Published: July 17, 2014 - 13:03 Updated: August 13, 2014 - 17:17

On July 1, the Peshawar High Court directed Pakistan’s defence and interior ministries to provide full information about an Indian national, Hamid Ansari, who disappeared from the mountainous Kohat district in late 2012. There is room here for cautious optimism on several fronts.

The two-member bench is hearing cases related to the forced disappearances of around 25 persons. During one such hearing, the honourable judges directed the respondents—including the defence and interior ministries—to submit comprehensive comments, not brief and stereotyped replies stating only that the detainees are not in their custody.

I first heard about Hamid Ansari’s case a little over a year ago, through an email from an old friend, Jatin Desai, a journalist in Mumbai. What could be done to trace this 27-year-old Rotarian from Mumbai, asked Jatin.

Hamid Ansari was an MBA degree holder, and a teacher at the Mumbai Management College, hailing from a highly educated family. His parents—bank employee Nehal Ansari and college professor Fauzia Ansari—even moved the Supreme Court of India, seeking directives for the Indian government to pursue the case of their missing son with Pakistan. In February this year, the Supreme Court disposed of the petition, saying there was little the government, and even less the court, could do. Fauzia Ansari refused to give up. She continued contacting activists and journalists in Pakistan for help. All efforts to find the whereabouts of the missing young man were consistently stonewalled due to the difficulties of communication and the kind of suspicion that exist between India and Pakistan–at least at the official level.

Hamid had travelled to Afghanistan in November 2012, telling his family he had a job interview. From Facebook and email messages, though, they learnt that this was a ruse. His real purpose was to enter Pakistan to try and rescue a woman, whom he had befriended on Facebook, from a forced marriage. He entered the country illegally, encouraged by his Pakistani friends on Facebook. The family knew these people’s names, as well as the hotel Hamid stayed in at Kohat.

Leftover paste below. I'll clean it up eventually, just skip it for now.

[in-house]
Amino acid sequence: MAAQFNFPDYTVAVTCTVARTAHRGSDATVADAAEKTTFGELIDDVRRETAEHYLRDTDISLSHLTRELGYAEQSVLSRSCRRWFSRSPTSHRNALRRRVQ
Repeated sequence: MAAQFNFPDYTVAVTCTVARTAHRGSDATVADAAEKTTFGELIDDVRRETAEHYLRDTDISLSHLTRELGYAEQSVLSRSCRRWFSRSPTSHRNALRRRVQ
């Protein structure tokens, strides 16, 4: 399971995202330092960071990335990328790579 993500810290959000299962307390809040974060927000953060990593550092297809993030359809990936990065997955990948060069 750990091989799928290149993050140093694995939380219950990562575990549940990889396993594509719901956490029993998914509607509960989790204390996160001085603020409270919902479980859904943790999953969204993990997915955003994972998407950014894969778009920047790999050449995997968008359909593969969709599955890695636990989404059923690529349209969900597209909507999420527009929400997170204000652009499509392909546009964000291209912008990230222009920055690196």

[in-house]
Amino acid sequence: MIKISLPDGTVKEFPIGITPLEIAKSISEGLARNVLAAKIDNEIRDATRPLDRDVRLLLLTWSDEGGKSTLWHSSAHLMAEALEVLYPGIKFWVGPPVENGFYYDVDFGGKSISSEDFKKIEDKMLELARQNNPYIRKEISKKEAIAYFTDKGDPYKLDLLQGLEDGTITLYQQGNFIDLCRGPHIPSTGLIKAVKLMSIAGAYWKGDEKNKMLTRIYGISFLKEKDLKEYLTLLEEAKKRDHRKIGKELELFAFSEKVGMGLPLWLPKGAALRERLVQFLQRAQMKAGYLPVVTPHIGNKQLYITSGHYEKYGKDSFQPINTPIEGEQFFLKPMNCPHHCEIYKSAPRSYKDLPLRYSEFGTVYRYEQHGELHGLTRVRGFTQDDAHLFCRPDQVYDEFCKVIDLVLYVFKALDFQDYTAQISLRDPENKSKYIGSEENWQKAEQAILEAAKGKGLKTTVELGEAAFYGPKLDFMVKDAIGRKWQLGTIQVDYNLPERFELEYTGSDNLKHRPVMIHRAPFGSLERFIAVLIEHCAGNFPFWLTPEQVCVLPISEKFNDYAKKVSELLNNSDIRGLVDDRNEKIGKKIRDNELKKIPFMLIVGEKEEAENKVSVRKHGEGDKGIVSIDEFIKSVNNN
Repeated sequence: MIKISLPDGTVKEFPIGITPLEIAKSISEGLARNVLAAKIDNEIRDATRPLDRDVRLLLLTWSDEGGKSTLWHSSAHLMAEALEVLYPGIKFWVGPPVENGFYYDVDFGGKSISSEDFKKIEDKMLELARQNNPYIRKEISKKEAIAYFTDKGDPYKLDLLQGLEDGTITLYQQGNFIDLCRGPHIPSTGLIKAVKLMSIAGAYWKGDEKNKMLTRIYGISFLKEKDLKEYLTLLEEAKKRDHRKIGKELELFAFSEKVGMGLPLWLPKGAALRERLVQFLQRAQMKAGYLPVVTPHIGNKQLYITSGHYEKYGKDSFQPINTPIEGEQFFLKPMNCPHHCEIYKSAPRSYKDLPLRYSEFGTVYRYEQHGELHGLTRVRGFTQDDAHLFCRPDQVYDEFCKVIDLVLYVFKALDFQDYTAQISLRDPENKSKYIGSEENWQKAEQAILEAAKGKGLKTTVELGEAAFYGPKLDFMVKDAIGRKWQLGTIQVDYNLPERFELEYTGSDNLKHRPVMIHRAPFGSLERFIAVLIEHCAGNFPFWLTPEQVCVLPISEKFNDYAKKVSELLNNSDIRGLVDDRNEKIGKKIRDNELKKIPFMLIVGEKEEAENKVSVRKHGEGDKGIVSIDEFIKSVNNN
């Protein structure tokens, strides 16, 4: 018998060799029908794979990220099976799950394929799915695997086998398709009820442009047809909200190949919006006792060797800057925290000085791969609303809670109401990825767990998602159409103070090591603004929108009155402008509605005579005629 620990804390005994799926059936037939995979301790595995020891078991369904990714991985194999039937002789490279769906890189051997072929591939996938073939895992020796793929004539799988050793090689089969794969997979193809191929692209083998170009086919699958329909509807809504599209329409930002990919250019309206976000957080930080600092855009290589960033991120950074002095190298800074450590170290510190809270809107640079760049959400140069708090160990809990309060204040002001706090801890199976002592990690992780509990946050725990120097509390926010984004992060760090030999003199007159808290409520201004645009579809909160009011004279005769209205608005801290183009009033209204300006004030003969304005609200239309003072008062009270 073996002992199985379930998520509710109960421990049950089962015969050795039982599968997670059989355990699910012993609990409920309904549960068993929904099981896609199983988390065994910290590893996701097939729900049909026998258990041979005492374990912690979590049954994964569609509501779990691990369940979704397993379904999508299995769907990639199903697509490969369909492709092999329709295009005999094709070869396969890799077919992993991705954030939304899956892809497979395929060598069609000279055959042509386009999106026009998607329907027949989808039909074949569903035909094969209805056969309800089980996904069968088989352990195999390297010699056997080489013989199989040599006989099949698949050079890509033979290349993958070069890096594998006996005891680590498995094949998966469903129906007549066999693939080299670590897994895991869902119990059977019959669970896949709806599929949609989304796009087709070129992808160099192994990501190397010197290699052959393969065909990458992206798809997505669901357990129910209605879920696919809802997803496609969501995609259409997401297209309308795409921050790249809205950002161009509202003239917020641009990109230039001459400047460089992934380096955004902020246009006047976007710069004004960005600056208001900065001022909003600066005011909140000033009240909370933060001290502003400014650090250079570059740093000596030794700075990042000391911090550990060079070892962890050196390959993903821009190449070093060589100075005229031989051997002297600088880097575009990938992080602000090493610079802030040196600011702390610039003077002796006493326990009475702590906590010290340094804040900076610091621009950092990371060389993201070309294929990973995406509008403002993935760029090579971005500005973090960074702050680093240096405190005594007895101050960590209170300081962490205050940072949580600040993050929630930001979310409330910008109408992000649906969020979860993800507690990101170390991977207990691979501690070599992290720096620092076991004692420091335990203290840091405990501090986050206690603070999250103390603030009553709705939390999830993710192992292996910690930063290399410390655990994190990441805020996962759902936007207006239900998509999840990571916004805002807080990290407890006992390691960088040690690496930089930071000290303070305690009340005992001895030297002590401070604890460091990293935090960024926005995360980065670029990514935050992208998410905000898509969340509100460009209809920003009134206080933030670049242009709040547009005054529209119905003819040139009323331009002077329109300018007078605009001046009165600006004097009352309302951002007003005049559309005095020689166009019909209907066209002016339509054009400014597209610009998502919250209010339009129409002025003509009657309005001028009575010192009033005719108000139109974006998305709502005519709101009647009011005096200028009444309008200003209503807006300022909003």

The Pakistani authorities did not follow up on these leads. Now we know why. Fauzia Ansari finally managed to get her application through to the Human Rights Cell of the Supreme Court of Pakistan, which in March 2014,
forwarded the case to the Commission of Inquiry on Enforced Disappearances.

The Commission of Inquiry, on April 10, directed the Khyber Pakhtunkhwa home department to register an FIR at the city police station in Karak district under Section 365 of the Pakistan Penal Code, and to constitute a joint investigation team (JIT) to trace Hamid.  It was at a JIT meeting that a government official stated that since Hamid Ansari had entered Pakistan without a visa, the case did not fall in the category of enforced disappearance. However, as Ansari’s representative pointed out, if the young man had crossed the border illegally, he should be punished in accordance with the law. During the hearing, Chief Justice Mazhar Alam Miankhel and Justice Nisar Hussain Khan expressed surprise as to how an Indian national could enter Pakistan from Afghanistan without valid documents, and reach Kohat without the knowledge of the intelligence agencies. The next hearing has been fixed for September 8. 

Enforced disappearances are a major tool of what I call Pakistan’s Dirty Tricks Brigade–shadowy, unnamed beings who specialise in targeting those they deem to be ‘anti-state’ or anti ‘ideology of Pakistan’, a hyper-nationalist, jihadist-centred, anti-India national narrative that the DTB perpetuates through any means possible. This includes mounting smear campaigns against progressive-minded Pakistanis who take forward the democratic political process that is now eroding that carefully constructed narrative.

Throwing a major spanner in the DTB’s works is Pakistan’s belated, but necessary, military offensive in North Waziristan, particularly the army’s avowed commitment to target even the ‘Haqqani network’ that Pakistan’s security establishment until now espoused as ‘good Taliban’. 

Meanwhile, the increase in Internet-enabled information and information-sharing through social networks is also slowly but surely piercing the cover of darkness under which the DTB works and thrives. Let Hamid Ansari and others like him reach home safely at the earliest.

This story is from print issue of HardNews